Art and science are both ways of expressing aspects of the universe However, science is built on analysis while art is more so built on emotion. Despite being on nearly opposite ends of the spectrum, they continue to grow and evolve together.
Science, and particularly flow visualization, has been a key accompaniment to the genre of psychedelic music for decades. In the mid 1960’s, many avant garde artists and psychedelic bands such as Pink Floyd had light shows in which artists would project liquids, notably mineral oil and alcohol, onto a screen to live audiences. Later, Pink Floyd used a picture of prism diffraction taken straight from a physics textbook as the cover to the iconic “Dark Side Of The Moon.” Fast forward to 2015: Tame Impala, a contemporary psych act, were heavily influenced by aerodynamics diagrams in the making of their album cover for “Currents.”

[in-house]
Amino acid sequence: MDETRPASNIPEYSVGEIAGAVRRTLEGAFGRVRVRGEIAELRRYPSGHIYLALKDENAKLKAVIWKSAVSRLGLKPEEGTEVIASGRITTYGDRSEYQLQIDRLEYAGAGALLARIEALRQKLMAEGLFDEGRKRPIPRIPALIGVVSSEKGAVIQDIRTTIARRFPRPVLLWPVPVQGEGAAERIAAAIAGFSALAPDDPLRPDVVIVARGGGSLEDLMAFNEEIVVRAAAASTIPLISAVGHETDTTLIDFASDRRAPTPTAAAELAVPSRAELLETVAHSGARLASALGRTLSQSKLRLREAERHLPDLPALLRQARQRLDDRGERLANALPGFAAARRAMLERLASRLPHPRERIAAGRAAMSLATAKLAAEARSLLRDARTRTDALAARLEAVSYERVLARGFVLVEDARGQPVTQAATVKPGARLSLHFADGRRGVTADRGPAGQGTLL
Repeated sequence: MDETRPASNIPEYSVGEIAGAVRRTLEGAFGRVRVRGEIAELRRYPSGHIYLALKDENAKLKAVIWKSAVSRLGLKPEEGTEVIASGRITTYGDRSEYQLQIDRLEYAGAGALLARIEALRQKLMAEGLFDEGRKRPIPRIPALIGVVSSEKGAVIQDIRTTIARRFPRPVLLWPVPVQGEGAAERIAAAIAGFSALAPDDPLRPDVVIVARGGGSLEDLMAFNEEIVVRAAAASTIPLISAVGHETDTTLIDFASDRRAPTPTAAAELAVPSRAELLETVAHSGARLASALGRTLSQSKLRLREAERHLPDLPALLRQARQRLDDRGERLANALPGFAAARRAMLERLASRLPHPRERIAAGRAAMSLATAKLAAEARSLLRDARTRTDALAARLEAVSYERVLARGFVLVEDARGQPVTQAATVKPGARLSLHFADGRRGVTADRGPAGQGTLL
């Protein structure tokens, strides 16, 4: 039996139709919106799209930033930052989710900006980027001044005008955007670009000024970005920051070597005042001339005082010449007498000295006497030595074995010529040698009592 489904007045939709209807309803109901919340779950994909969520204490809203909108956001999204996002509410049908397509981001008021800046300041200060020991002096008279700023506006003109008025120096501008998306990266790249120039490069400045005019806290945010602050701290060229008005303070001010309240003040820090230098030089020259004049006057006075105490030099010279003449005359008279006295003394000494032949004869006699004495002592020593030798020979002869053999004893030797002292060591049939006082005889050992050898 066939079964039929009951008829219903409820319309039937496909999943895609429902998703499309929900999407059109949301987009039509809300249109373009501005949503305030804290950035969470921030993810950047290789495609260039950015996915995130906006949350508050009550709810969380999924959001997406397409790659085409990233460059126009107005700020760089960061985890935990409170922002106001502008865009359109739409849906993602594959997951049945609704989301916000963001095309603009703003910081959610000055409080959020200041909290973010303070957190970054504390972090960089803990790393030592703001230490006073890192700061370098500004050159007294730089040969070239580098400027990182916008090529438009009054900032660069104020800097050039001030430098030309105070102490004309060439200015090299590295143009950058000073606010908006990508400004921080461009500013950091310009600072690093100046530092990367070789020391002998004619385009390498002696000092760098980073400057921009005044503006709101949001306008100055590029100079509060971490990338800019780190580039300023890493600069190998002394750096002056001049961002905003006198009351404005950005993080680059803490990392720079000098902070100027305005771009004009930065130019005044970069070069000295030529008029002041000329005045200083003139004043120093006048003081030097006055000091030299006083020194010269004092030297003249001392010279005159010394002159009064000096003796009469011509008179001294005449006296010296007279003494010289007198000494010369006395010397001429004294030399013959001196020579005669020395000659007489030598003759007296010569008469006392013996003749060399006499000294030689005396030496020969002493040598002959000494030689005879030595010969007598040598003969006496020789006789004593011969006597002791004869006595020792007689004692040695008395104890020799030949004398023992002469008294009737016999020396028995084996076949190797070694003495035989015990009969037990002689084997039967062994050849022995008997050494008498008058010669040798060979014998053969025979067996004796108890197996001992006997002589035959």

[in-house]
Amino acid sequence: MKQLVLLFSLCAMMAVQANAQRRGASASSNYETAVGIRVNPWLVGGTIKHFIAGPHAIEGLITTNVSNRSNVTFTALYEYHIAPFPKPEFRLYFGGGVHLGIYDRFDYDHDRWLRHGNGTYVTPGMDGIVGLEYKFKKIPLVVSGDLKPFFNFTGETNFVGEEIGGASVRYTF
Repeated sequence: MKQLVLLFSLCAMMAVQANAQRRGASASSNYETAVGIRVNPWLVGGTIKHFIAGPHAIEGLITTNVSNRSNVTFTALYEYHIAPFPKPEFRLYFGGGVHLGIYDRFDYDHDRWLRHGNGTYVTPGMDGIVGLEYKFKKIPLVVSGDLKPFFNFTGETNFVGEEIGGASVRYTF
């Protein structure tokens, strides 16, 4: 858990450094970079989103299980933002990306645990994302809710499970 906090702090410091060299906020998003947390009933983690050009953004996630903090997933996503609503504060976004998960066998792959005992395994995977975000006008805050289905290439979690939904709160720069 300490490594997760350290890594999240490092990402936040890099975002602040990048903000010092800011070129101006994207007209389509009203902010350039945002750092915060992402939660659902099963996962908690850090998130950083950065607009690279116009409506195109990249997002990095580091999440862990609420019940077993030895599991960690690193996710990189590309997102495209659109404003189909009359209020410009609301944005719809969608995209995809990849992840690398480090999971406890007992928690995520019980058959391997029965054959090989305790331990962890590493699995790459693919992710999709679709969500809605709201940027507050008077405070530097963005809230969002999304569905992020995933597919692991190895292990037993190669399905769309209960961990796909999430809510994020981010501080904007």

It is no surprise that the visualization of scientific phenomena is an excellent companion to the psychedelic genre. Scientific occurrences, when visualized, often contain either elaborate patterns or display brilliant color schemes, which are complementary to the saturated and pattern filled nature of the psych sound. Both science and the psychedelic genre seek to explore the unknown, with science delving into theoretical anomalies such as the quantum realm, and with psych music striving to make abberatory soundscapes alien to the human ear.
The linked video is a video by the youtuber “YeahGrant,” and uses the song Dig Brother by the psych-rock band “Pond” as backing music. It is an excellent demonstration of the relationship that science and art can have, as the video uses the milk/ink/dish soap experiment as a visual for the music.